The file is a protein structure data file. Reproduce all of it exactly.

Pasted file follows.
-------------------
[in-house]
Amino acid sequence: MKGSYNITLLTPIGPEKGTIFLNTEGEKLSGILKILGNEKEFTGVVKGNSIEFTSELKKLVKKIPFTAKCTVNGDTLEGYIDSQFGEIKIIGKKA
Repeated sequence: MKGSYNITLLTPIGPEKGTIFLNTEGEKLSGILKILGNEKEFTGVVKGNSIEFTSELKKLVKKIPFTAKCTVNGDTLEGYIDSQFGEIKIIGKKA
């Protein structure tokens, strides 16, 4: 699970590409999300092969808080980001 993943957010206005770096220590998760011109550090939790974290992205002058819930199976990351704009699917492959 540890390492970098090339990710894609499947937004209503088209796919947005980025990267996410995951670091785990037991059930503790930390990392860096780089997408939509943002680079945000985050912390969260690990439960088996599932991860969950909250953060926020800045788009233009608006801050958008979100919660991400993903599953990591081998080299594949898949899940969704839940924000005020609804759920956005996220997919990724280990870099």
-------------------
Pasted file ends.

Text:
[in-house]
Amino acid sequence: MKGSYNITLLTPIGPEKGTIFLNTEGEKLSGILKILGNEKEFTGVVKGNSIEFTSELKKLVKKIPFTAKCTVNGDTLEGYIDSQFGEIKIIGKKA
Repeated sequence: MKGSYNITLLTPIGPEKGTIFLNTEGEKLSGILKILGNEKEFTGVVKGNSIEFTSELKKLVKKIPFTAKCTVNGDTLEGYIDSQFGEIKIIGKKA
């Protein structure tokens, strides 16, 4: 699970590409999300092969808080980001 993943957010206005770096220590998760011109550090939790974290992205002058819930199976990351704009699917492959 540890390492970098090339990710894609499947937004209503088209796919947005980025990267996410995951670091785990037991059930503790930390990392860096780089997408939509943002680079945000985050912390969260690990439960088996599932991860969950909250953060926020800045788009233009608006801050958008979100919660991400993903599953990591081998080299594949898949899940969704839940924000005020609804759920956005996220997919990724280990870099």